“I appreciate you taking this call.”

“What do you require this day?”

There was a pause on the other end of the line. “I felt that I should inform you that we tested an atom bomb earlier this week on, uh, let me see where I wrote this down … the first day of Sravanna. Four days ago.”

“Yes, that was the first of Sravanna.” Abilasha glanced at Dayaram and wrote a note to him. They confirm the test.

“Was the test successful?”

The President thought about that. “I suppose it depends on how you define success. It went off. My generals want to use one on the Japanese.”

Abilasha closed her eyes. “I feared as much. What target?”

The President didn’t answer directly. He noted that she wasn’t surprised by the announcement. “We understand you may have a similar project underway. Something called Happy Krishna.”

“This is true. Hold on a moment.” She lowered the receiver slightly so the President would still hear her. “Peshwar, what was the date of the Smiling Buddha test according to the Gregorian Calendar?” She figured Truman had made an effort so she could as well.

“Let me see, that would be 18 May.”

She passed that on to Truman. “So what do we do now?”

He said, “That’s why I’m calling. You’ve seen what this weapon can do.” There was silence. He continued, “The Japanese have sworn to fight us for every inch of soil using every man, woman, and child if necessary.”

“They do seem quite determined.”

“We need this war to end soon. We were thinking of a show of power. Drop one on a city, maybe drop another on a second city just so they know it wasn’t a fluke. That should demoralize them.”

“Wasn’t that the idea behind the blanket bombing? That hardly had the desired effect.” Abilasha’s voice grew harder. “Mr. Roosevelt had assured me that America would no longer target civilians.”

Truman’s tone was sharp. “Are they civilians when they are threatening to kill my troops?”

Abilasha persisted, “Wouldn’t a military target be just as effective? The resistance from the Japanese civilians has lessened greatly since you stopped bombing their cities. My troops have faced far fewer problems with the Japanese in Burma and Korea.”

Truman chuckled. “That’s because they’d rather surrender to Bharat than to China. Those Chinese have a bit of a grudge and justifiably so. The Japanese atrocities were horrific.”

“There will be war crimes tribunals. That doesn’t justify what you’re proposing.”

“We want to make a statement to more than just the Japanese; China is starting their own nuclear program.”

“Why shouldn’t they? Wouldn’t you want to come to the table from a position of strength? ”

Truman was silent for a moment. “Are you going to use your bombs?”

She replied quietly, “No. We believe Brahma’s missile is a last resort weapon.”

“My aides explained that name to me. Interesting philosophy. I doubt I’ll be able to sell it to my generals.” Truman softened his tone. “Rani, we’re going to issue an ultimatum to the Japanese next week. They need to surrender. Will you sign that ultimatum?”

Abilasha said cautiously, “I agree that the war needs to end. What if they refuse?”

“Then we fight until they surrender.”

“And your bomb? I can’t support using it on civilian targets.”

The President paused then answered noncommittally, “I’ll take that under advisement. I’ll be in touch again after we hear from the Japanese.”

Abilasha set the phone down, shaking her head. “Rama, in all the old stories Brahma’s missile is said to be unstoppable.”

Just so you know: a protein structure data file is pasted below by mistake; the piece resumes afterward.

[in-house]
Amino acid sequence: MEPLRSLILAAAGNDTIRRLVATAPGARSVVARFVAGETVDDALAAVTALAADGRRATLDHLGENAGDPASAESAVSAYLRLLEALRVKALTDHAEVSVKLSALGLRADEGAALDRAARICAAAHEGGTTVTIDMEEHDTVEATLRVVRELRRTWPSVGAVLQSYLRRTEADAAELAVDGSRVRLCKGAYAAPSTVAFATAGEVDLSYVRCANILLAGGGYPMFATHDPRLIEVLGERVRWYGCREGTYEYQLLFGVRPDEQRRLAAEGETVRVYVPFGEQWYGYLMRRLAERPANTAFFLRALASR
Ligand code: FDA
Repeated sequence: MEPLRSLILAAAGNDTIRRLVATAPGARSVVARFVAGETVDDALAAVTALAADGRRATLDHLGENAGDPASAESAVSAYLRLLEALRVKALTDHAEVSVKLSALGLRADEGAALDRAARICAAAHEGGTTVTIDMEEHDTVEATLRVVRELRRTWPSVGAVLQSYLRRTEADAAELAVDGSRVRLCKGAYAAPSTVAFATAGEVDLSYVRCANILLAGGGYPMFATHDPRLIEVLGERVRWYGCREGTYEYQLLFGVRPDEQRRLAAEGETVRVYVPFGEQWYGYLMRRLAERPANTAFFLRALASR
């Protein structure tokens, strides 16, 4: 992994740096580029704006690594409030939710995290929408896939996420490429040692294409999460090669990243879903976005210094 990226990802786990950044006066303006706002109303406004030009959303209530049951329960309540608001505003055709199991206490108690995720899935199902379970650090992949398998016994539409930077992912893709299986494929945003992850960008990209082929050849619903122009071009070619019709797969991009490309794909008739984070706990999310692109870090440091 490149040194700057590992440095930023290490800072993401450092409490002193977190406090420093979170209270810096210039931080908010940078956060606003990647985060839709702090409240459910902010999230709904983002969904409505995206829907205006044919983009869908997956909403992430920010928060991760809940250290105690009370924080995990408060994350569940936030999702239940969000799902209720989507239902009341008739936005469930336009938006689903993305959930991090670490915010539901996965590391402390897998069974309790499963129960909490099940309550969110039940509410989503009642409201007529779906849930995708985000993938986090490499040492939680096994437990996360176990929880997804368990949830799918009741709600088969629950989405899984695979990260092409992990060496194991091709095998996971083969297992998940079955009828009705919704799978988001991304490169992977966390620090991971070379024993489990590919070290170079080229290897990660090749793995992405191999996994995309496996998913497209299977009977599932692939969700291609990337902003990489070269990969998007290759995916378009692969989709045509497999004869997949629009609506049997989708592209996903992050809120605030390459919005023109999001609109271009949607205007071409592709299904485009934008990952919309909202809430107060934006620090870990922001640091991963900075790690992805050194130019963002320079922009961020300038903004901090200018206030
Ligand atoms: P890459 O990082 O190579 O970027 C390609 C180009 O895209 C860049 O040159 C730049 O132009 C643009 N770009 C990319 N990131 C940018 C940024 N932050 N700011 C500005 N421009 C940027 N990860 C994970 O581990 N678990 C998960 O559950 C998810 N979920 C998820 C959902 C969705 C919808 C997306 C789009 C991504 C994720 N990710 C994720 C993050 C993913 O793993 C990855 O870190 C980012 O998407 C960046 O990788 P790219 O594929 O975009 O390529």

Dayaram was alarmed. “Asha, what did he say?”

She looked at him sadly, “I believe he plans to use it on civilians. Tell Dr. Ramanna to prepare relief teams. We will offer our help.”

Dayarama made a note. “I suggest contacting our emissaries to Japan. We should encourage them to accept this surrender.”

“They won’t.”

“I know, Asha, but at least we will have tried.”

7 Bhadrapada, 1867, Hindu solar calendar

Abilasha turned on the radio. “Hurry, Rama, Ambassador Ghandi will be delivering his speech soon.”

Dayaram sat down on the divan next to her and handed her a cup of tea. “He will do fine, Asha. Ah, he’s starting.”

The radio crackled as the Ambassador began his address to the League of Nations. “Last week we saw a most grave injustice. The United States of America deemed, without the consent of her allies, to drop two bombs of horrific power on civilians. We have heard their justification for this action. Bharat calls them to task and demands that they be held accountable. We demand that this League create rules of war severely limiting the use of such weapons. We also demand that the rebuilding of Japan be put under the authority of the League rather than the United States.”

There were shouts from the audience as various nations started arguing. The American Ambassador challenged the claim that their allies had not agreed to the bombings while the Chinese demanded that Japan be handed over to them. Abilasha turned down the volume.

Dayaram said, “It seems we’ve stirred up some controversy with that speech. Well done.”

“It’s a start. We will continue to push for peace. Mr. Ghandi is most compelling in his arguments. Perhaps the hornets will return to their nest.”

Sage Sundara smiled at them from his desk then resumed work on his saga.

Lakshmi gathered up all of Brahma’s Missiles, hiding them in the folds of her sari and returned with them to the Cosmos. In answer to Vishnu’s questioning look, she said, “Forbid Brahma from creating any more of these. Mortals are too foolish to be trusted with them. The world is far too beautiful to destroy.”

Vishnu laughed. “They will build their own Divine Weapons if we don’t provide them. They dance their own destruction.” He closed his eyes and returned to dreaming the illusions of a thousand worlds.


About the Author

Kimberley Long-Ewing is a photographer and writer. Her work focuses on fantasy themes and finding the unusual in ordinary objects. Her recent projects include writing the webcomic Urban Fey and a series of nature photographs. She is a founding member of Mystic Sheep Studios, and is a member of Broad Universe.

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  1. […] Brahma’s Missile, published in Crossed Genres, Issue 9 in August 2009 […]